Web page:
First post to my travel blog. And it’s about food. And it comes with the most serious suggestion I will ever give you:
GO and EAT Yakiniku in Japan!
Of course you can eat it anywhere else in the world, but it’s just more original in Japan. But if you can’t go for the next time, just search a local Yakiniku place. Hopefully you have one in your town. They are quite rare.
Slight warning: Yakiniku is a little bit expensive, it’s like a visit to your local steakhouse and not opting for simple local steak, but the Argentinian Beef filet or even a Japanese Wagyu Beef-Filet.
So if you come to Japan, just use Google Maps, search for Yakiniku and you will find these restaurants all over the place. Most probably you will be in Tokyo and there you have hundreds of Yakiniku restaurants. But also every other major cities will have them in masses. And from my experience most are good. So far I haven’t been to one bad Yakiniku place. No matter if it’s a big chain of restaurants that exists all over Japan or if it is a small place with less than 20 seats.
But before it gets to boring, let’s start with the photos…
These signs are the typical signs outside a Japanese house, with multiple restaurants in it. It usuallys says the name of the restaurant and on which floor they are, with 1F being the ground floor, 2F the second floor (first floor above ground), etc. Usually there are then signs/adverstisements around the main entrance, showing you nice photos of what they serve. If you can’t read Japanese, this is then probably the easiest way to find out what kind of restaurant this is.
Usually I go to Gyu-Gaku (see the yellow lower-left sign). Gyu-Gaku is a chain and you find them all over Japan. But they only open up around 4 or 5 pm, depending on the location. So I had to search for something else to get lunch. I quickly entered “Yakiniku” into Google Maps and found another place just 700 meters from where I was near Okachimachi Station.
The great thing is, when walking between Okachimachi and Ueno stations, you have these small streets (multiple of them), quite long, with an endless number of restaurants and street-food places. Here are some photos:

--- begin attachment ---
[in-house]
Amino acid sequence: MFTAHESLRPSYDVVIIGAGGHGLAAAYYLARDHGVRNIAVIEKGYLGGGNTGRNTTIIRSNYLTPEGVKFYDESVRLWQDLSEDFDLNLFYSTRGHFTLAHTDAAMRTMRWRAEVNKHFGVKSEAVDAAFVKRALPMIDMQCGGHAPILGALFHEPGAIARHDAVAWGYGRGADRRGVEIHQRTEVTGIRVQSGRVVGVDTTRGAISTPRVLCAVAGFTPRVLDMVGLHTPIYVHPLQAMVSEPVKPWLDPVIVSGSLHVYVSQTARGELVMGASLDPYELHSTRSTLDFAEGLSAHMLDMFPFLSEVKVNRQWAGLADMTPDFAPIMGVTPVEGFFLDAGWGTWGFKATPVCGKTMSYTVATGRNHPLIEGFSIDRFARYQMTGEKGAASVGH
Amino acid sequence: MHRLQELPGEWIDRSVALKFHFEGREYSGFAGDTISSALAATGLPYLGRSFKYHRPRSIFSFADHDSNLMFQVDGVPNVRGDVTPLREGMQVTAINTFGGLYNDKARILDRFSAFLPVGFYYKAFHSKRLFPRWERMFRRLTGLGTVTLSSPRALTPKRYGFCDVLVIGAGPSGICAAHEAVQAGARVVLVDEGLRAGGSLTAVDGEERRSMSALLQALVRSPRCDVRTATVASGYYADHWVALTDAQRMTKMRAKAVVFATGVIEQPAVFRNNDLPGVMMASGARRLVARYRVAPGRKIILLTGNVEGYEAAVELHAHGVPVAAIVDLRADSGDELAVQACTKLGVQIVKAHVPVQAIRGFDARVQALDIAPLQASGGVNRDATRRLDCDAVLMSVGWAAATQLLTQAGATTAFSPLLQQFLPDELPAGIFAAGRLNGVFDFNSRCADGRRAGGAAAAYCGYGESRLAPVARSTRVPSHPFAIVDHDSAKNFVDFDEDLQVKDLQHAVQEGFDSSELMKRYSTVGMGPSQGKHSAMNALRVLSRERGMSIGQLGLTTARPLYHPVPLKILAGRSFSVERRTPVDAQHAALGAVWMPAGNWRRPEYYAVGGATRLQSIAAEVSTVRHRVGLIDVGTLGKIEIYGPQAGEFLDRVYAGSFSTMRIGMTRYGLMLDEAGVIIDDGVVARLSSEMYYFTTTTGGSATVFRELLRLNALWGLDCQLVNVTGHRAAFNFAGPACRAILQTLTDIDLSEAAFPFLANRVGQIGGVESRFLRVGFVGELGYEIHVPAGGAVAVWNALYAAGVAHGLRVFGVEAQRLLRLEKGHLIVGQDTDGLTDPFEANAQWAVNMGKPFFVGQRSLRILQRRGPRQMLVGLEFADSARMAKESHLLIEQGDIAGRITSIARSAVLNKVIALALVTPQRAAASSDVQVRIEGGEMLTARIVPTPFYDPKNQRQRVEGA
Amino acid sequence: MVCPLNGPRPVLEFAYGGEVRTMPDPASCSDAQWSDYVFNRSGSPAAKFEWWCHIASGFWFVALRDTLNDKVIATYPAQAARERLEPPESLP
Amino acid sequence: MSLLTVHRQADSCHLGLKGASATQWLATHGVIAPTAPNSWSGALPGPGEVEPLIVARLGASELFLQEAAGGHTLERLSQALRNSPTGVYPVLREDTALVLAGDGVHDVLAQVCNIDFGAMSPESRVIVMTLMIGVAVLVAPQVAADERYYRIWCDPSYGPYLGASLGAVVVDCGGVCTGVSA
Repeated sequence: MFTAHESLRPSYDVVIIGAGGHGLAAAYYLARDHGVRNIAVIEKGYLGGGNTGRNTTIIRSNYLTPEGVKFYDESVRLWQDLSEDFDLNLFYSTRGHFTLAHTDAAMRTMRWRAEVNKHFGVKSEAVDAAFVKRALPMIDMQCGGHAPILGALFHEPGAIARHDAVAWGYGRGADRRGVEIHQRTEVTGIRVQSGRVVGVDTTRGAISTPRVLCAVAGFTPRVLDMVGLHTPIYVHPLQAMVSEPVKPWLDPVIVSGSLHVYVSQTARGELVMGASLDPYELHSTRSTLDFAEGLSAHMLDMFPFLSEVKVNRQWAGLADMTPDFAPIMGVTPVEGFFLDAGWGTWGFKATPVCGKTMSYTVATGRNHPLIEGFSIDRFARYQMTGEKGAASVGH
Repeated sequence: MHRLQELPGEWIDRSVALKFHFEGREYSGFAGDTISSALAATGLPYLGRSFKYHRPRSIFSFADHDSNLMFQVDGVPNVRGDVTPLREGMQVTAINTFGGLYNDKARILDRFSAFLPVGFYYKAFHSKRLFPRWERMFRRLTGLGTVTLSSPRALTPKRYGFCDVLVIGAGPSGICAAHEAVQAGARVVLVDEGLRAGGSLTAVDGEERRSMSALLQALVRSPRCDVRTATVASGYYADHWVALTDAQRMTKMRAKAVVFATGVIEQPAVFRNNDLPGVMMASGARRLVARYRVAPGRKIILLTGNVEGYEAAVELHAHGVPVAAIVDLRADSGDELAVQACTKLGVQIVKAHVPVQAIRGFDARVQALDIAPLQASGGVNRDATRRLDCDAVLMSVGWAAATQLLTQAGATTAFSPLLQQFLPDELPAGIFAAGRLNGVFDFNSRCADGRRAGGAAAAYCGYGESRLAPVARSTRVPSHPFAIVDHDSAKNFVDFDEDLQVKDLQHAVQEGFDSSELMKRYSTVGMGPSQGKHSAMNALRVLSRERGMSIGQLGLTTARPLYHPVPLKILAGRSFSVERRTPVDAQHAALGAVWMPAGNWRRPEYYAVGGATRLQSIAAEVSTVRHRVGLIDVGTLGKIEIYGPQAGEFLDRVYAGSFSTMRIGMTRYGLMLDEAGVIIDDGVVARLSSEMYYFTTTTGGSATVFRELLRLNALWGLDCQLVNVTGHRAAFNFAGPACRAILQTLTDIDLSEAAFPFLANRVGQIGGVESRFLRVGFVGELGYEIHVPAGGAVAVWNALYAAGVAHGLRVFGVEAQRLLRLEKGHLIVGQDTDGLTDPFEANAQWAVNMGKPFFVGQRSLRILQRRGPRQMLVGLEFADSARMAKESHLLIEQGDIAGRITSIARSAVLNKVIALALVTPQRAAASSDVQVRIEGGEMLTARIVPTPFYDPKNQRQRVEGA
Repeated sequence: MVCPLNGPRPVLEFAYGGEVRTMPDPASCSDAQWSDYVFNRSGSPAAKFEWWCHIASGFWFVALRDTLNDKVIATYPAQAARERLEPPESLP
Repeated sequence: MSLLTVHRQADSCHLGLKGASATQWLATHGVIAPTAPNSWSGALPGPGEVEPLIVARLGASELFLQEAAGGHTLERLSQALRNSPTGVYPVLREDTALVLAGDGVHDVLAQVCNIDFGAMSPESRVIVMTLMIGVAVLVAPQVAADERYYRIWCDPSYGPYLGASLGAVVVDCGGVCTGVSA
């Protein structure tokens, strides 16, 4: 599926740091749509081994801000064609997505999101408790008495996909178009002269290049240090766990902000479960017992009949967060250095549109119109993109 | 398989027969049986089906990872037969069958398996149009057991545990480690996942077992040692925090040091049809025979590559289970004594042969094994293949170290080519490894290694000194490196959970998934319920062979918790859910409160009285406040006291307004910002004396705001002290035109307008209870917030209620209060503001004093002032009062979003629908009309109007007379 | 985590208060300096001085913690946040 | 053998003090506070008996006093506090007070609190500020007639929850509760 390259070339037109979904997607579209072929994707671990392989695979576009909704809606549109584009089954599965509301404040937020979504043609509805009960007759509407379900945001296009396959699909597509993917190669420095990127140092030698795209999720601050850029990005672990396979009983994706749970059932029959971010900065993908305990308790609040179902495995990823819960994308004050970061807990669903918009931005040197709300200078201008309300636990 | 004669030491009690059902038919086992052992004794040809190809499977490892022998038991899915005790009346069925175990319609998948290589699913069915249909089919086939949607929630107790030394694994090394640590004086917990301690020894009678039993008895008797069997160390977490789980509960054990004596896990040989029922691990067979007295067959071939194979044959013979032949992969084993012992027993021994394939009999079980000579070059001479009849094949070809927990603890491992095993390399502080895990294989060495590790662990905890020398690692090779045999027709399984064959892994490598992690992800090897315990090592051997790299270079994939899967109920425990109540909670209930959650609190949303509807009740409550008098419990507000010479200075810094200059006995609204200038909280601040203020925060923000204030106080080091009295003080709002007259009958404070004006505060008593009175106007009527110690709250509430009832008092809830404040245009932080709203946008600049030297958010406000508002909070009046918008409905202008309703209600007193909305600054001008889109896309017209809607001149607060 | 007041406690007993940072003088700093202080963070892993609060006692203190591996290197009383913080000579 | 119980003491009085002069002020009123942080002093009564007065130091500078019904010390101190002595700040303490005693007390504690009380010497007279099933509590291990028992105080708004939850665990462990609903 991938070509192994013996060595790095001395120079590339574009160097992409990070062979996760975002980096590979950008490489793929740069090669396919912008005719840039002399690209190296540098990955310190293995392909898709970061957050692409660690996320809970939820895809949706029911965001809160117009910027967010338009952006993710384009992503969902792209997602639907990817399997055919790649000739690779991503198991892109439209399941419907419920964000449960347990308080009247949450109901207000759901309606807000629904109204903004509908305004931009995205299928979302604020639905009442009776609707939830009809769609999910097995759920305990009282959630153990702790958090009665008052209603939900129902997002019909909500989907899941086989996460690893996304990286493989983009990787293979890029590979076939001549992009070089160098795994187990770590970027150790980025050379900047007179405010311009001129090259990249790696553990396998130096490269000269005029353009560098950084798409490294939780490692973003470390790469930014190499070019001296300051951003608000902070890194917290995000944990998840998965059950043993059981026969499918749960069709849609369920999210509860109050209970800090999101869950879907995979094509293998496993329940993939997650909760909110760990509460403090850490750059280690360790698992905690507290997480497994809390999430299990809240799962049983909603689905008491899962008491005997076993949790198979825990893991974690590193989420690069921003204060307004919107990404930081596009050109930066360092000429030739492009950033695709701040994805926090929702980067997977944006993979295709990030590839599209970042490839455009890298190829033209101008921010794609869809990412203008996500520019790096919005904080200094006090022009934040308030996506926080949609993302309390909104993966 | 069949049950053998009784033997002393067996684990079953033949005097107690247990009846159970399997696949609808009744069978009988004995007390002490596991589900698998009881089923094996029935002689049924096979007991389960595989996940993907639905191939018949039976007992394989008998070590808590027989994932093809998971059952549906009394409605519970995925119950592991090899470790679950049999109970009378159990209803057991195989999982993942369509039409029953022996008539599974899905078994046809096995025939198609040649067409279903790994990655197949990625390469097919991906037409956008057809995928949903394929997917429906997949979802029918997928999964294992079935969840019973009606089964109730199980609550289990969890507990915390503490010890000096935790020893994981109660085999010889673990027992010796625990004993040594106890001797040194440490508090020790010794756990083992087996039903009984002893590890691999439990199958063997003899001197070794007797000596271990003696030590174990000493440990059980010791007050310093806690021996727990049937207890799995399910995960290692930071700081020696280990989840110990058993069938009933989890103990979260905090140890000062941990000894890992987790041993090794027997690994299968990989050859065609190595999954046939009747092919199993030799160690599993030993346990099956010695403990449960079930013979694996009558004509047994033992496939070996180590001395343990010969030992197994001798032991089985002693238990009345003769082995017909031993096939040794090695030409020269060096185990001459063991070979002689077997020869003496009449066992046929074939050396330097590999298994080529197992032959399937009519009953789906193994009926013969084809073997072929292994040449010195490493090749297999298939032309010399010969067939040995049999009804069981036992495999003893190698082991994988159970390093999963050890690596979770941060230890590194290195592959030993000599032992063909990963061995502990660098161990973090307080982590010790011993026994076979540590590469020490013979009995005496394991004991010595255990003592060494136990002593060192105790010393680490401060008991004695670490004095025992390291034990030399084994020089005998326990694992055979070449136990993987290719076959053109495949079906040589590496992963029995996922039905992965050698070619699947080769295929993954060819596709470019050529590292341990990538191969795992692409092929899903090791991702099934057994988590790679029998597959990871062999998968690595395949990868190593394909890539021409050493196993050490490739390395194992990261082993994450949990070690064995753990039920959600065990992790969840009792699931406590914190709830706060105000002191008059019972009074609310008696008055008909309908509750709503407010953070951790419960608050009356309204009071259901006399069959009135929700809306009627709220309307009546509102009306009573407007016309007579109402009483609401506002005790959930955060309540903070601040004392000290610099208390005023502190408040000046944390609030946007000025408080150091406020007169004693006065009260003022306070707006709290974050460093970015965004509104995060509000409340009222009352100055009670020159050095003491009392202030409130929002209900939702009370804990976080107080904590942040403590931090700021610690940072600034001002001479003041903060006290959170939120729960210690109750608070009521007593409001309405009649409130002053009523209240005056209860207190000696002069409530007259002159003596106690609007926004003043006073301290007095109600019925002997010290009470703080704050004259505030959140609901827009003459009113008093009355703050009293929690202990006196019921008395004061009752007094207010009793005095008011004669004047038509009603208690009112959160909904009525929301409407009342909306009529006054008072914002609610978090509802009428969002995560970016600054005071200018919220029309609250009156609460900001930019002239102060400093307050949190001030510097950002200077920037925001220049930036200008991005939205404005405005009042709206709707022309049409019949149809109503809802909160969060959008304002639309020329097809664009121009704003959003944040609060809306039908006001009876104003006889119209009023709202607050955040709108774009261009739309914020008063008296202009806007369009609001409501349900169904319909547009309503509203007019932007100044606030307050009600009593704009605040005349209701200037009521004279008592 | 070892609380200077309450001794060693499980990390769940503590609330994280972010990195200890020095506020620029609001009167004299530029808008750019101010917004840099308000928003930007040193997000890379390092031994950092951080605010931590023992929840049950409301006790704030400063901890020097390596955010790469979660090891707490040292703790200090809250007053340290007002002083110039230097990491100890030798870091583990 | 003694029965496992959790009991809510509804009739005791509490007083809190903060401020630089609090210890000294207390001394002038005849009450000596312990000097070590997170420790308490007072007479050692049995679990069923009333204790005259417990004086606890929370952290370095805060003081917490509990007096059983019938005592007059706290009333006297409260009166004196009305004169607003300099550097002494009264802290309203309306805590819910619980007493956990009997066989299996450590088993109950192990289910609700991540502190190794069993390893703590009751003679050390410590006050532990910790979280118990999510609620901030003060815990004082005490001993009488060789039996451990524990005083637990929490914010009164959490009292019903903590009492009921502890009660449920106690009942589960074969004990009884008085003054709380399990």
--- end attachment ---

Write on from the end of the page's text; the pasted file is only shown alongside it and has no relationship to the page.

So after about 10 minutes I had reached my destination, this mini-skyscraper, so typically for Japan, to fill even the smallest ground with a “high” building:
Nagomiya Yakiniku…. let’s go inside:
That is the place inside, small restaurant, one chef, one waitress:
The secret about Yakiniku, you probably discovered it already, is that every table comes with a little grill/BBQ. Once inside the waitress will bring you to your table and you take your seats. You will get a menu and can order drinks. I recommend Japanese beer, which is usually excellent. I love Asahi, but also most other brews are good.
I could say from now on it’s all about eating as much meat as you can, but the menu usually comes with a lot options, so let’s break it down into the four main categories what you can order:
- Single portions of certain types of beef (at some places also pork and chicken, but 80% is beef, and sometimes beef only). Usually a single portion is 3-4 little pieces of beef/meat and costs around 4 to 12 Euro, depending on the quality and from where it comes. It would be normal to order 4 to 8 of such single portions for a full size meal.
- An “Assortment Plate” or “Set Menu” (typical terms in Japan), which gives you a pre-selected number of these little portions. Depending on the quality such a set-menu can cost between 15 and 40 Euro, where the 40 Euro plate usually consits to 100% of Wagyu Beef and will stuff you really nice.
- A “all you can eat in 90 minutes” deal. Not available in all Yakiniku places, but most of them have this. Usually this requires at least two persons and is not sold to single guests. This deal often comes with free beer, too, what is quite cool considering the prices of drinks in Japanese restaurants. Available at nearly all Gyu Gaku restaurants.
- Extras, like rice, vegetables (stuff no one needs), ramen and other food cooked in the kitchen.
So drinks at my table, the grill is heating up, now waiting for my food…
This time I was alone, so I couldn’t go for the all-you-can-eat option, thus I went with a set menu and chose the large Wagyu Plate.
From there on you are on your own. You have some of the best meat available in the world. Put it on the grill, don’t let it burn, these are very thin slices. Once ready, dip it deeply in the provided soy sauce and eat it with a bit of steamed rice.
It’s tasty. It’s AMAZING! Just look at it: